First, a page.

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The crux of the question is the Minister of War General Mihailovich, whom the Government cannot abandon, without betraying the people, which for three years has been fighting under the most difficult conditions, without help, with its own blood and bread. I personally would become the traitor of my people and My Army in Yugoslavia, of which I am Supreme Commander. I told Mr. Churchill that it was too great a responsibility for me to assume and that I would like him to transmit his view in writing. Mr. Churchill replied that all this was not an official conversation, but a friendly suggestion, on which Tito insisted. The reality is murder, under disguise of my personal suicide.

On April 6th, Mr. Eden called on me again, apologizing for his action, since he felt not to have the right to interfere in our internal affairs, but stating that he was acting upon instructions. Again he counselled me to replace the Government with a new one, which de facto would be composed of three persons favorable to Tito.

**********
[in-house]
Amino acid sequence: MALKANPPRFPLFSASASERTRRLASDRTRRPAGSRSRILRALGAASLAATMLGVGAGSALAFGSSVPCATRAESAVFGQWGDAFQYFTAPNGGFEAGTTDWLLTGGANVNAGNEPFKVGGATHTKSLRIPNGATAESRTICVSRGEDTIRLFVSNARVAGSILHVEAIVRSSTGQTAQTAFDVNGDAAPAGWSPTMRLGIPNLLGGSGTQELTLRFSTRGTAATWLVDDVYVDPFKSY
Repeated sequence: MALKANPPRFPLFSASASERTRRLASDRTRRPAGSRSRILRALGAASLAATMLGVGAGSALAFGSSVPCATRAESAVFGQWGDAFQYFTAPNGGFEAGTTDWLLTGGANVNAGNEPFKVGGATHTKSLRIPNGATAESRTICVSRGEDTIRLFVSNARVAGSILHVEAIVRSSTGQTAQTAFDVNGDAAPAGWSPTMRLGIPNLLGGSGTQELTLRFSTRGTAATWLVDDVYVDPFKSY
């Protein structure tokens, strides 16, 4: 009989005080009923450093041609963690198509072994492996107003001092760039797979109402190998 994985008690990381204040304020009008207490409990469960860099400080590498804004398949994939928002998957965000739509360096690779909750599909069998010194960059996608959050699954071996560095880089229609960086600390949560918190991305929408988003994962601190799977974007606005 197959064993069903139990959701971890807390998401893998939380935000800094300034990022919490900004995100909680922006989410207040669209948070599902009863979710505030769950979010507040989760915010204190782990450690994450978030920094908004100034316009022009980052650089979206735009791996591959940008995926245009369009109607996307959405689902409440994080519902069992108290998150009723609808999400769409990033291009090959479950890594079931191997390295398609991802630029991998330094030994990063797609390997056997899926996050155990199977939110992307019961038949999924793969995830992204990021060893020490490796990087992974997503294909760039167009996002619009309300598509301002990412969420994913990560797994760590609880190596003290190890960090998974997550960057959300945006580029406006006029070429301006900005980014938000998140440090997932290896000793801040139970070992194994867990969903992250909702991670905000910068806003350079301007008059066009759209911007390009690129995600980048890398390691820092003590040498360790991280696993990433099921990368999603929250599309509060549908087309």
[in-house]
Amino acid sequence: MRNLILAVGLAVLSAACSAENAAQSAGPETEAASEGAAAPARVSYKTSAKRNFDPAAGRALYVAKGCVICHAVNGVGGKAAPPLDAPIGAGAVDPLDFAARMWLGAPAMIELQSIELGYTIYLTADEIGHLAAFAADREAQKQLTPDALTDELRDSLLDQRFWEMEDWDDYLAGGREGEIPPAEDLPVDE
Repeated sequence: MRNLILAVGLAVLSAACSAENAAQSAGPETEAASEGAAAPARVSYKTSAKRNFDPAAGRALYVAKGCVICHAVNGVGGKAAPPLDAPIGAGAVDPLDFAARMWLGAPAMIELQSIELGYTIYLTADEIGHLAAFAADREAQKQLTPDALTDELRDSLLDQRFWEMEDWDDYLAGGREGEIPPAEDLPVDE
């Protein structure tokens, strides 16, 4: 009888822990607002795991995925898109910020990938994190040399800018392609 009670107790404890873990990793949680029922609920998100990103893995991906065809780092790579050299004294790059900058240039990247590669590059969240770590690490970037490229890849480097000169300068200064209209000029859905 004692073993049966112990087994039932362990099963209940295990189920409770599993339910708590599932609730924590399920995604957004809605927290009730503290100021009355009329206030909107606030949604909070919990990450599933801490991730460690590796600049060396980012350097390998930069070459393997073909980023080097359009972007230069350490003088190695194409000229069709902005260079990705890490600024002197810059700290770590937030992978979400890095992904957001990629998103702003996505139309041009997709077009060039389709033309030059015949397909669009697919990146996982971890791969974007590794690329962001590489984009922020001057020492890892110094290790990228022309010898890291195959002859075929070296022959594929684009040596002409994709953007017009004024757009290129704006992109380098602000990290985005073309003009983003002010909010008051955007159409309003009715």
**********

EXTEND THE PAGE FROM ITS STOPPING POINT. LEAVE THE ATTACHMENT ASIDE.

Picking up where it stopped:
On April 13th, Mr. Churchill insisted again, this time with an ultimatum-like request and with the menace that he would accuse General Mihailovich of collaboration with the Germans and that he would treat all of us accordingly, Myself as well as the Royal Government. As a proof of the alleged collaboration he even showed me a safe-conduct, in German, for some chetniks in Montenegro, despite my explanation that the term “chetnik” is also being used by Nedich’s detachments in order to create confusion.